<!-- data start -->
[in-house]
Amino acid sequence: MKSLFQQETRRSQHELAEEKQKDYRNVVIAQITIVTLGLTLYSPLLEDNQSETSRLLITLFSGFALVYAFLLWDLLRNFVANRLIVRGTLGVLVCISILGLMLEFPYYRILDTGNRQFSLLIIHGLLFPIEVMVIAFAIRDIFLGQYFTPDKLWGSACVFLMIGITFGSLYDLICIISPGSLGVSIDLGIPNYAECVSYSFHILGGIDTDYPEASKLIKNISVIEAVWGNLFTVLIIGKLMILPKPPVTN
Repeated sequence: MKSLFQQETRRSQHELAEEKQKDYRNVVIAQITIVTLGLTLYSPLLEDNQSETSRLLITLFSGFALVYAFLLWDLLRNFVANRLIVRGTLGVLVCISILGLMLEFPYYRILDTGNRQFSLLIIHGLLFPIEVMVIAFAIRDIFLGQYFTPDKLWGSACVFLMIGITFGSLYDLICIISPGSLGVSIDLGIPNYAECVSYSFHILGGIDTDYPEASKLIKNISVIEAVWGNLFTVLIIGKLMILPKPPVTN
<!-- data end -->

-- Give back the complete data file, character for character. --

[in-house]
Amino acid sequence: MKSLFQQETRRSQHELAEEKQKDYRNVVIAQITIVTLGLTLYSPLLEDNQSETSRLLITLFSGFALVYAFLLWDLLRNFVANRLIVRGTLGVLVCISILGLMLEFPYYRILDTGNRQFSLLIIHGLLFPIEVMVIAFAIRDIFLGQYFTPDKLWGSACVFLMIGITFGSLYDLICIISPGSLGVSIDLGIPNYAECVSYSFHILGGIDTDYPEASKLIKNISVIEAVWGNLFTVLIIGKLMILPKPPVTN
Repeated sequence: MKSLFQQETRRSQHELAEEKQKDYRNVVIAQITIVTLGLTLYSPLLEDNQSETSRLLITLFSGFALVYAFLLWDLLRNFVANRLIVRGTLGVLVCISILGLMLEFPYYRILDTGNRQFSLLIIHGLLFPIEVMVIAFAIRDIFLGQYFTPDKLWGSACVFLMIGITFGSLYDLICIISPGSLGVSIDLGIPNYAECVSYSFHILGGIDTDYPEASKLIKNISVIEAVWGNLFTVLIIGKLMILPKPPVTN